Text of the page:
Too many applications are missing essential information or are ineligible, fundraisers have been warned
Up to 50 per cent of applications by charities to major funders fail because they are missing information or do not meet application guidelines, convention delegates heard yesterday.
At a session called How to Win the Big Funders, Sam Dixon, trusts and foundations manager at the charity Missing People, said charities were making obvious mistakes such as putting forward projects that were outside funders’ stated concerns. "A lot of people miss out basic stuff," she said.
According to Dixon, a third of applications to BBC Children In Need failed because of technical mistakes or ineligibility. She said half of applications to the Big Lottery Fund’s Awards for All scheme were missing essential information and half the applications received by the grant-giver The John Ellerman Foundation were outside its guidelines.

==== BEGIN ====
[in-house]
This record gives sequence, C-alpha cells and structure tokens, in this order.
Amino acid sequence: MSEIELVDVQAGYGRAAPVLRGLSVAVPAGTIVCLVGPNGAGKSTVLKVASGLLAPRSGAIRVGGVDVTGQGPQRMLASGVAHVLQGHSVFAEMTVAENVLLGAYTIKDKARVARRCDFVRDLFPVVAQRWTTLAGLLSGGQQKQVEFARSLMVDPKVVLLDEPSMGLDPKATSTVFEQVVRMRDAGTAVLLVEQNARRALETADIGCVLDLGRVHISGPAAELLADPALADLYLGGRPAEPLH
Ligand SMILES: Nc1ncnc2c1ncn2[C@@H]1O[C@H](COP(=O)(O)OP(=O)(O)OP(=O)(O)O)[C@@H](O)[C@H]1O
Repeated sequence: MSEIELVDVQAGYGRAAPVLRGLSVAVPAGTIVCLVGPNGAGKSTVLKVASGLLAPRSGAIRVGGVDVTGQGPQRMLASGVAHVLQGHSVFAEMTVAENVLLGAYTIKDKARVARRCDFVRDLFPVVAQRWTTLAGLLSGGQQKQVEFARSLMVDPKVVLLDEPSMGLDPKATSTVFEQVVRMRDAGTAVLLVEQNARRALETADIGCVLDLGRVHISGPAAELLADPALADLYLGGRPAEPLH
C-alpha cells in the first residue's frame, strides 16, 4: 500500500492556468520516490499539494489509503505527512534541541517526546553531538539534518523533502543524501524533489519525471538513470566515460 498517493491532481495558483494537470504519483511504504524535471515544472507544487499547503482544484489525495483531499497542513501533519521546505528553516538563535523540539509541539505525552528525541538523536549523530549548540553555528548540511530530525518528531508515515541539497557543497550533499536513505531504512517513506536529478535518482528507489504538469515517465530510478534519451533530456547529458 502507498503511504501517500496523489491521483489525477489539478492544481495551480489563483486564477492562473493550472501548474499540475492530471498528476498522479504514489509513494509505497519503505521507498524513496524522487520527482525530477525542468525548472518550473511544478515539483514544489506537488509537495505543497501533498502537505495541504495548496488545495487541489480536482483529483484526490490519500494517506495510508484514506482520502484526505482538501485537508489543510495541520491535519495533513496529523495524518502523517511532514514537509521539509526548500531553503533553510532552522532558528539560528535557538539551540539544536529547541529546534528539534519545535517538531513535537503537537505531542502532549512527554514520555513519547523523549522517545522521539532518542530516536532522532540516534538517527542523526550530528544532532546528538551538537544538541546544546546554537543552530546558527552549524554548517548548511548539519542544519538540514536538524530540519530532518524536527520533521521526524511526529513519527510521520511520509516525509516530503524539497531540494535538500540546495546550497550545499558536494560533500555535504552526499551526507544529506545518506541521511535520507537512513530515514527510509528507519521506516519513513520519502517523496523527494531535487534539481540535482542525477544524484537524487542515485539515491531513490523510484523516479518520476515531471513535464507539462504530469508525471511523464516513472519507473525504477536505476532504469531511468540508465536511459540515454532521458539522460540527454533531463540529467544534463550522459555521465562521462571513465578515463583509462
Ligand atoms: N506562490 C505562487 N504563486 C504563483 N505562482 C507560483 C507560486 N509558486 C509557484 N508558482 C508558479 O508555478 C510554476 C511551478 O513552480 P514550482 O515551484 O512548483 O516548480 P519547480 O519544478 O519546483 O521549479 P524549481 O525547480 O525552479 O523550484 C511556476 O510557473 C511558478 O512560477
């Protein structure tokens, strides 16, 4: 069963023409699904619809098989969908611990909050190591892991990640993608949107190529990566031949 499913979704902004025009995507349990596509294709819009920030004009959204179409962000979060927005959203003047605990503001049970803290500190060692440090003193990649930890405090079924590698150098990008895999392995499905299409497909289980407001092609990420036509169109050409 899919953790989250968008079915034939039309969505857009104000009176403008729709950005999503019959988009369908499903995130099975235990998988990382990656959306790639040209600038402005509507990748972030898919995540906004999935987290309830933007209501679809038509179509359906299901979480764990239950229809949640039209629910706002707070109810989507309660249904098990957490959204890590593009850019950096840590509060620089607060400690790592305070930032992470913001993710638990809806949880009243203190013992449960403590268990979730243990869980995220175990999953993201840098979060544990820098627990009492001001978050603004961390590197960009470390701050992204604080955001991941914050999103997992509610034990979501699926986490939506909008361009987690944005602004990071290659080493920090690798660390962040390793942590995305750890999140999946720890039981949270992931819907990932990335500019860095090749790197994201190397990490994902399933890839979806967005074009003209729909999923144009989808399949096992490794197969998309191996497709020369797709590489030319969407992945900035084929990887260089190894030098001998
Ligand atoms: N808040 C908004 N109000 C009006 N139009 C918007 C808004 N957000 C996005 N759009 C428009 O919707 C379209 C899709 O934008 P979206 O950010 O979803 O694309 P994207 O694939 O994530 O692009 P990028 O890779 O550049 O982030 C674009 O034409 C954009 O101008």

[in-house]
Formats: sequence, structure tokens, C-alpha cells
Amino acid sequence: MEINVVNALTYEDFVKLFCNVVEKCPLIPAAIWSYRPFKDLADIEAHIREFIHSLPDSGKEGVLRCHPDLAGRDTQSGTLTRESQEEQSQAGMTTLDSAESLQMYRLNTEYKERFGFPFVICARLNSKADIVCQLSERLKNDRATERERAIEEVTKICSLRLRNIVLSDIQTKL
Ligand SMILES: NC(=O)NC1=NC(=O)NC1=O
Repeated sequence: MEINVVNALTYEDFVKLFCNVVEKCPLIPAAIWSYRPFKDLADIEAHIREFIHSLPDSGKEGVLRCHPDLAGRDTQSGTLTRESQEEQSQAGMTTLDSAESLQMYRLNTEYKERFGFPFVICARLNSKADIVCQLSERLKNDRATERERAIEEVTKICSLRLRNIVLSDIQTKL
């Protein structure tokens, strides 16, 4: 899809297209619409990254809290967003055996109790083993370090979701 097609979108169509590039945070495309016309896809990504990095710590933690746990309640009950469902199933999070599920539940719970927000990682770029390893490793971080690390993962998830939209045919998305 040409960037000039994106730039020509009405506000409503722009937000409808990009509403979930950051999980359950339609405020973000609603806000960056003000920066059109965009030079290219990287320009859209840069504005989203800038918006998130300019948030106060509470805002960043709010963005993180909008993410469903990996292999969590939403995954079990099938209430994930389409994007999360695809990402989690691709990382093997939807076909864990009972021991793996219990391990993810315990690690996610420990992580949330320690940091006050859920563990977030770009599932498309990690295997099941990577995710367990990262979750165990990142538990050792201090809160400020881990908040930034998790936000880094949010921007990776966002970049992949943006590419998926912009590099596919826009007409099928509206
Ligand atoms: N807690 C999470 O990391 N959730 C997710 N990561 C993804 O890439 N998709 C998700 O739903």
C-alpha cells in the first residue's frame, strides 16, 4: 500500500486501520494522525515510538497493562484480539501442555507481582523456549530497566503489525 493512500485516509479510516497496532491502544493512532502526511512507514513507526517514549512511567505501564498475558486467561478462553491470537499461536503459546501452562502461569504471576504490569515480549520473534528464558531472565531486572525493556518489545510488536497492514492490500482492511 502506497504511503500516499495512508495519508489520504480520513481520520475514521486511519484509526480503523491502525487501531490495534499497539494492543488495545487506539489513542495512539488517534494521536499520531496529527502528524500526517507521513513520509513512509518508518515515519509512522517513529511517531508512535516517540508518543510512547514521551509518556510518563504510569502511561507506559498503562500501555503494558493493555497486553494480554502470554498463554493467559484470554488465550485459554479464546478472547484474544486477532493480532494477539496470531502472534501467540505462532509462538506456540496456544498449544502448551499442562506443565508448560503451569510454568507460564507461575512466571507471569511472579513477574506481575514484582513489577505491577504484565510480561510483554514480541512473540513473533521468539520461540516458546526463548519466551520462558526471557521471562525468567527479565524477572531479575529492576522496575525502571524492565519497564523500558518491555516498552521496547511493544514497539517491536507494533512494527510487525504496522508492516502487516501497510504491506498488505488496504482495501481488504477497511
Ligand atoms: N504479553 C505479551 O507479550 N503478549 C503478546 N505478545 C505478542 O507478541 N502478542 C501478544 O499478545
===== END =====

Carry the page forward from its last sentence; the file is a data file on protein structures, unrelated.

But she said charities could be creative in making their projects fit the stated outcomes of big funders such as government departments, Comic Relief and the Social Action Fund.
Dixon said Missing People was now 18 months into a £500,000 grant from the Big Lottery Fund after she spoke to the charity’s services team and got their input for the proposal. "It was about peer support and building on our own expertise," she said.
Also speaking at the session, Louise Farnell, director and founder of Capidale Consulting, said partnerships
between charities were important in winning large funding pots – the Big Lottery Fund had said that only partnerships would be able to receive the largest grants, she said.
Farnell quoted an unnamed donor who said: "Organisations working in partnerships demonstrate they are on the front foot".
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